Songs of Surrender is a remarkable collection of songs that fans have come to know and love over the past four decades. Touching on some of their biggest hits like “Pride (In the Name of Love),” “One” and “Sunday Bloody Sunday” while delving in to some of the deepest cuts like “Cedarwood Road” and “Miracle Drug.” From start to finish it is almost 3 hours of classics with a twist. While they may sound drastically different than what we have grown accustomed to the new life that has been breathed in to each intricately woven note and/or lyric gives perspective where perspective is due. Even if you just choose to pick out the songs you already know for the sake of comparison or are looking for something different there is something to be found within Songs of Surrender.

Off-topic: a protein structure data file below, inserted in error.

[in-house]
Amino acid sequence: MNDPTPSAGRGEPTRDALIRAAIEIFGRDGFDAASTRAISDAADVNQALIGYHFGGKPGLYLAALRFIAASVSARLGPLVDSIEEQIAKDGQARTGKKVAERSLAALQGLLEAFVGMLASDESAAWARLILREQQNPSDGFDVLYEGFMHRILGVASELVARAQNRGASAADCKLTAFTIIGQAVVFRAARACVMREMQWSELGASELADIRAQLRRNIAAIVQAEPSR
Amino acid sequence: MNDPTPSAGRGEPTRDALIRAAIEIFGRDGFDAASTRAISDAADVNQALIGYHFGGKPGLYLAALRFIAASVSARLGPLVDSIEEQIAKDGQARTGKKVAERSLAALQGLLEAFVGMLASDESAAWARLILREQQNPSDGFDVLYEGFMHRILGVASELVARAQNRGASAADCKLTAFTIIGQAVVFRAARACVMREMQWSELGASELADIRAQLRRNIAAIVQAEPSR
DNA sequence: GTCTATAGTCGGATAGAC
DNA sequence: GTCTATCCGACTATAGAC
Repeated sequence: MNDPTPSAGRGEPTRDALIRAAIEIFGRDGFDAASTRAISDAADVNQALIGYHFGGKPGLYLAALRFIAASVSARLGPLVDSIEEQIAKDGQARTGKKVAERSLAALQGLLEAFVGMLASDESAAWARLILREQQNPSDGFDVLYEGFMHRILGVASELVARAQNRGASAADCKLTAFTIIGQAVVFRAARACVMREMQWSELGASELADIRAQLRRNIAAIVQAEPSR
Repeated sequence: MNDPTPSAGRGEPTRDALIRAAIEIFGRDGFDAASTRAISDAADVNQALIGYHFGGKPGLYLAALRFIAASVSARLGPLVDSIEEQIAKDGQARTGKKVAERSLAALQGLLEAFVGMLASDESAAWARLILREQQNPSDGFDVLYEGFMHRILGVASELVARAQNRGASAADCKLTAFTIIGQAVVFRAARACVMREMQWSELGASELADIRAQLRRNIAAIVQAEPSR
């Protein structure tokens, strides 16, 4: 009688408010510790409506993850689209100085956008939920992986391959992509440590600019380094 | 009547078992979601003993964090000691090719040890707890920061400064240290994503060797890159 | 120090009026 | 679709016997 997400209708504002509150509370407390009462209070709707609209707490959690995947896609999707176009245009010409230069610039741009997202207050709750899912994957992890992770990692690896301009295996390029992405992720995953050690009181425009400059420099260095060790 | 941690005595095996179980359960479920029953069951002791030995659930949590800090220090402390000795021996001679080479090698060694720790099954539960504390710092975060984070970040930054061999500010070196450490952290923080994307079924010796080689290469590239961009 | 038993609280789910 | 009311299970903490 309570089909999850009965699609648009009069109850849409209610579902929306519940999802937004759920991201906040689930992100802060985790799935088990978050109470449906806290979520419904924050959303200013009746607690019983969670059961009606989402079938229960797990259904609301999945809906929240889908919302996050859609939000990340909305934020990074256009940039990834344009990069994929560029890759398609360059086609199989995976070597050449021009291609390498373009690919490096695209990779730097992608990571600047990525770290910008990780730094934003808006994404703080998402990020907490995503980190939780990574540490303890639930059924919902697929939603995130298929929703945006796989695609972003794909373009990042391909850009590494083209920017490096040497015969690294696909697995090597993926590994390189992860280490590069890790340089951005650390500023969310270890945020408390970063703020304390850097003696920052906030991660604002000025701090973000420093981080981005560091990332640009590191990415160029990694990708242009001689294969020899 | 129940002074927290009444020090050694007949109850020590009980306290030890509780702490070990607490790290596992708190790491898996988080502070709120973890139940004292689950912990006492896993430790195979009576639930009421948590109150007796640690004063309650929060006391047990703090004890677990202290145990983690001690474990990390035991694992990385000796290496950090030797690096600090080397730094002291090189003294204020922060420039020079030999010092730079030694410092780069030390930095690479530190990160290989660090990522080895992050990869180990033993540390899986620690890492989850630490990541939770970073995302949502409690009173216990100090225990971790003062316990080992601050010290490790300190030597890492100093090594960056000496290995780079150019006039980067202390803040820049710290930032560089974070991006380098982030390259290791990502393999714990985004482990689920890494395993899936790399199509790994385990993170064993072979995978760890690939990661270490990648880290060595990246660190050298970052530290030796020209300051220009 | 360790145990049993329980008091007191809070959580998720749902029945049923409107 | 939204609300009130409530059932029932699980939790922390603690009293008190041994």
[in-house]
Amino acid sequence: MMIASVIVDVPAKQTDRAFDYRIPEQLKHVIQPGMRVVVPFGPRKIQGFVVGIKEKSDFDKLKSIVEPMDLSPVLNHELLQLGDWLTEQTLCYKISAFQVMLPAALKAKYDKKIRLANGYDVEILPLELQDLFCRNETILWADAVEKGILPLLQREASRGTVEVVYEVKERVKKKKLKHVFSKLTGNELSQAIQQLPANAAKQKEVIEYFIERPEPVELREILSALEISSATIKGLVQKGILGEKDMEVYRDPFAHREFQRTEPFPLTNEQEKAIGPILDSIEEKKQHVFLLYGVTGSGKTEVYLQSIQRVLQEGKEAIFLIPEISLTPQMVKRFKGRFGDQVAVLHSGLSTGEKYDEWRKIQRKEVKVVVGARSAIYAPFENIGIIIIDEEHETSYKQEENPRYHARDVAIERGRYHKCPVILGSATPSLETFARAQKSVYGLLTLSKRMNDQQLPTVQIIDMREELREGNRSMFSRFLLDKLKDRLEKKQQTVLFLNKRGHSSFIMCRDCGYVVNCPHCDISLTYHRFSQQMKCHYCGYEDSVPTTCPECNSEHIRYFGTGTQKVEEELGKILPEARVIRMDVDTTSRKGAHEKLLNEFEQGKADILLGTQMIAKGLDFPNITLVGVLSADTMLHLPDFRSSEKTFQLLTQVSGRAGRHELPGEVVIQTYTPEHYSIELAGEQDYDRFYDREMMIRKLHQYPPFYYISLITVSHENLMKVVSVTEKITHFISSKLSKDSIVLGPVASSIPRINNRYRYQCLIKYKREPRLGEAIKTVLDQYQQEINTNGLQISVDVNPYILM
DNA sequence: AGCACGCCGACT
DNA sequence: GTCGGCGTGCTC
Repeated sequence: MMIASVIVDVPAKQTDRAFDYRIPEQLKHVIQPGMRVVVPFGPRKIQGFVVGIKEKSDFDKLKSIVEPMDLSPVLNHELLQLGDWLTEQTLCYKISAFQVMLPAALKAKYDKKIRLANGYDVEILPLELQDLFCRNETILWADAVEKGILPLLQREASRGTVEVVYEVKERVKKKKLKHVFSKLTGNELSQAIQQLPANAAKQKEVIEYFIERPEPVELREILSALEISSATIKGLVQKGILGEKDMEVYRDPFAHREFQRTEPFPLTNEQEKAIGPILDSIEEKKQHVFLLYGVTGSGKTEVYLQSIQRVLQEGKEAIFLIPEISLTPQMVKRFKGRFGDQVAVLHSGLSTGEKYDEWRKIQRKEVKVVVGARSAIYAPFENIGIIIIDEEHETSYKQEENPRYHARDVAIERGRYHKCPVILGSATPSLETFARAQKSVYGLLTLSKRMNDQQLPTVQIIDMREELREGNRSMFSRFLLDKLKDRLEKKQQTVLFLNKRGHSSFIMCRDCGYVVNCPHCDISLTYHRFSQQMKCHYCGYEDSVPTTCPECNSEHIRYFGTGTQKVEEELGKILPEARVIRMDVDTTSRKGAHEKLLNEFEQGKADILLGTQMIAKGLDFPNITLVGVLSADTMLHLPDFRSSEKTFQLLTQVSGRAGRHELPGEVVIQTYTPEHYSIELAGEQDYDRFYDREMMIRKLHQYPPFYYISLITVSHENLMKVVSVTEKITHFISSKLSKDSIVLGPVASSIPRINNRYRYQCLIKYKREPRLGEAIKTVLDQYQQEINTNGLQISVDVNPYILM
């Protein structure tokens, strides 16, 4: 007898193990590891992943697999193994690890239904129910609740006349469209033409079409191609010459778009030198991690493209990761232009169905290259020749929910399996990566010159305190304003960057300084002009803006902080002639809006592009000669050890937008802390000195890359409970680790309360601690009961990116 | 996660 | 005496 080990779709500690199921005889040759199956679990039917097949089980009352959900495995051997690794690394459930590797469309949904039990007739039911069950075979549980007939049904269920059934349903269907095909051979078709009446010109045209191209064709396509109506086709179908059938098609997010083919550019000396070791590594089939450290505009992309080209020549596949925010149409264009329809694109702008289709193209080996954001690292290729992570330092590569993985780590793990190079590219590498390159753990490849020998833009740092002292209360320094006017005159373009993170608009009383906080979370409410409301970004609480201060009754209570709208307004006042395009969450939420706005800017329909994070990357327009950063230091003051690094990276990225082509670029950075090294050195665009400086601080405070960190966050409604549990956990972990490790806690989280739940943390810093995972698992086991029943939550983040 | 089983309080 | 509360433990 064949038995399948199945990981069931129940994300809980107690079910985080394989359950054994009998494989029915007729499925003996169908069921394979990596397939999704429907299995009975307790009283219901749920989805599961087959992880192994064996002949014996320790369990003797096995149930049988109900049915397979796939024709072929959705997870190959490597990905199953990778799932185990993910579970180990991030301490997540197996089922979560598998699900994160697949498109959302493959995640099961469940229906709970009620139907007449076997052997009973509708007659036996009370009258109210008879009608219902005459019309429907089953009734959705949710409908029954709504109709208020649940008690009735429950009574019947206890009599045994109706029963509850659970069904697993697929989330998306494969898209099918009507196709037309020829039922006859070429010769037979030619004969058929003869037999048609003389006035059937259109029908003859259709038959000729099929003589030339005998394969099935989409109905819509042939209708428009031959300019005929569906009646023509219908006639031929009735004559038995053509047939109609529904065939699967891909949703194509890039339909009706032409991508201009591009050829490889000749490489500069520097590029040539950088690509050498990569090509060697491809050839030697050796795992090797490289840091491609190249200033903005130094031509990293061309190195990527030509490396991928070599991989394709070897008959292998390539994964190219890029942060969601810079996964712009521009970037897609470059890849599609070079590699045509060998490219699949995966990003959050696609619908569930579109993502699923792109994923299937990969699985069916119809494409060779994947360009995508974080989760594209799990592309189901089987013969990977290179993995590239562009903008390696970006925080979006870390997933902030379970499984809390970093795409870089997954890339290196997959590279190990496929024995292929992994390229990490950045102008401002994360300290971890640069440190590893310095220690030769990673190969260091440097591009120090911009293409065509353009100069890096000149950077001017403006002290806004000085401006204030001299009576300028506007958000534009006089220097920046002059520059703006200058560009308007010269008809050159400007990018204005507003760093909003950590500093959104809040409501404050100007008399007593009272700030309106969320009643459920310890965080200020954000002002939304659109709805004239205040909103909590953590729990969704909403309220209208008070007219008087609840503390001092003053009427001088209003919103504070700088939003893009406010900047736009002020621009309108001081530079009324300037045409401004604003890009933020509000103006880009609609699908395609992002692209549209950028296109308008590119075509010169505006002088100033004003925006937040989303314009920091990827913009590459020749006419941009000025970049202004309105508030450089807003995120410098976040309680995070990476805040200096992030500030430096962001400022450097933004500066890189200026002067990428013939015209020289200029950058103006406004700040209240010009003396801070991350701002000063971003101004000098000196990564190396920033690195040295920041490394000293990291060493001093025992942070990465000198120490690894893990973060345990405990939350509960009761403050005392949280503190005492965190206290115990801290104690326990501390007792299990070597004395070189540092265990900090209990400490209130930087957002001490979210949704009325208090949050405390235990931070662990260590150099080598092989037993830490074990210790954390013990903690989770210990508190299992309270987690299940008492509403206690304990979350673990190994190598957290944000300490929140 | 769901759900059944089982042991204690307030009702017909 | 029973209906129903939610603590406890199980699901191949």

Whether you love them or hate them, there is no denying that U2 is one of the biggest and greatest bands to ever grace the stage. The impact that they have made not just in music, but in their involvement with multiple causes of activism are truly remarkable. As a band they continue to pave the way for generations to come and as people they are doing their part to help make the world a better place.
Songs of Surrender is available now on all major streaming and digital platforms or can be purchased in various physical formats via the bands webstore. In addition to the release of Songs of Surrender check out A Sort of Homecoming which is streaming now on Disney+.